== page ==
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BLOG: Assessment in the fourth industrial revolution: what can we learn from other industries?

BLOG: Assessment in the fourth industrial revolution: what can we learn from other industries?

 

As a society, we have already embarked on what is known as the ‘fourth industrial revolution’, one in which technology permeates every aspect of our lives like never before. Advanced technologies have fundamentally transformed many everyday functions and processes, changing the way we live, work, and interact with one another.

Digital assistants such as Amazon Echo, Siri or Google Home are now common fixtures within peoples’ homes. Self-driving cars have gone from sci-fi imaginings to a very real possibility, with leading automotive brands already trialling them on our roads. Even those industries typically thought of as more traditional, such as banking, have transformed operations beyond recognition from that of a decade ago, granting us fingertip accessibility to our finances and instant payments.

Very few industries remain untouched by the advent of new technologies, yet the pace of change has varied considerably within each. It is clear that some sectors are significantly more advanced and innovative than others. Where does assessment sit within this, and what can we learn from those ahead of us?

This question was at the centre of debate during our recent RM Results roundtable event, co-hosted by The National Agency for Education, Lithuania.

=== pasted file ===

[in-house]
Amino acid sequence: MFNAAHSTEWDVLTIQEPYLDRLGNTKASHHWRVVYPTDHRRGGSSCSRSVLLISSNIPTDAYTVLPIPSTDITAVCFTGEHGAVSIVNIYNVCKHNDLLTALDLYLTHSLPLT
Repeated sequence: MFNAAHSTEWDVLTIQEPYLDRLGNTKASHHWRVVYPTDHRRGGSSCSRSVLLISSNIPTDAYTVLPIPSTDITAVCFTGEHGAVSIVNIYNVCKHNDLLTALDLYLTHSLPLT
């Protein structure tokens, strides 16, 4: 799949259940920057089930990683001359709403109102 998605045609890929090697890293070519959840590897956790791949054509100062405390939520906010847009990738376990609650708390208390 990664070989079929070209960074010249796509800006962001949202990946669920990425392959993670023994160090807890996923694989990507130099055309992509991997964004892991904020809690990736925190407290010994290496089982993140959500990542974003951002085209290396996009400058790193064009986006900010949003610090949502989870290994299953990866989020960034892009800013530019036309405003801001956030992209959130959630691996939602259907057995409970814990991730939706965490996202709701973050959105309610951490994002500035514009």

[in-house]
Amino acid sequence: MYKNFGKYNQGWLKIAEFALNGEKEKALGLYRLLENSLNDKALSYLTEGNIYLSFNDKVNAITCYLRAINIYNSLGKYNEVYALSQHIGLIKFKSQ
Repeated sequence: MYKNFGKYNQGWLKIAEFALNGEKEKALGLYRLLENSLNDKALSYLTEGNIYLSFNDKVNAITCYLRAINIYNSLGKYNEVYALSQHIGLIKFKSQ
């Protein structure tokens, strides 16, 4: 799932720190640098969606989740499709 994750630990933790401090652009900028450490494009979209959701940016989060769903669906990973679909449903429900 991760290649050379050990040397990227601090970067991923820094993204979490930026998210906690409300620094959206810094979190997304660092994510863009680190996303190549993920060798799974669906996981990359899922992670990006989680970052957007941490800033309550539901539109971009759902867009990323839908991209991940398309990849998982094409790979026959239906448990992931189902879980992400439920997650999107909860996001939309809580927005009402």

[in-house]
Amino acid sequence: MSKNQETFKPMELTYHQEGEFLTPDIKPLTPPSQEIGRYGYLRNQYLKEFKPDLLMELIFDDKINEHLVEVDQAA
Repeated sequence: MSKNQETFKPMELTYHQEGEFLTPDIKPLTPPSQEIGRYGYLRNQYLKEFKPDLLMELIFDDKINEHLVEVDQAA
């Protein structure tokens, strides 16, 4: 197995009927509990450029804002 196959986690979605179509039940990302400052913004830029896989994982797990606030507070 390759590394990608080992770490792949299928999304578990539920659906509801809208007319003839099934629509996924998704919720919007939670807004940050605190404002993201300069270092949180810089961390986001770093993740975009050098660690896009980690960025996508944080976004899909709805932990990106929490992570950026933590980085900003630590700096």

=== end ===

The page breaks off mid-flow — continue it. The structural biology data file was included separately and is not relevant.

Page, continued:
Acknowledging that assessment is somewhat further behind than other industries, Roberto Hortal, Head of Innovation at RM Results, suggested that the point in the cycle at which technology is introduced is crucial if we are to replicate their success. He said:

“There is an element of inertia that we need to consider with technology adoption. If you think about buying a new smart car, the technology is already embedded within the vehicle when you get it, so you embrace it because you’ve paid for it. The technology is present at the start of your relationship with that car.

“In terms of assessment, because of a lack of experience using technology in the process, people don’t embrace it because they don’t know any other way. If a young child is given a bit of technology and is told to take a test, they do it, and that is how ‘testing’ becomes known to them. If you ask someone that has become used to taking paper tests for most of their life to start using technology as a formative assessment tool, it is more likely to be met with resistance, as it’s out of the bounds of the ‘normal’ learning process they have become accustomed to.

“We have an opportunity at the beginning of a cycle to introduce new technology to the user – this could be introducing it to teachers or pupils that are new to the school, or following the creation of a new learning environment.”

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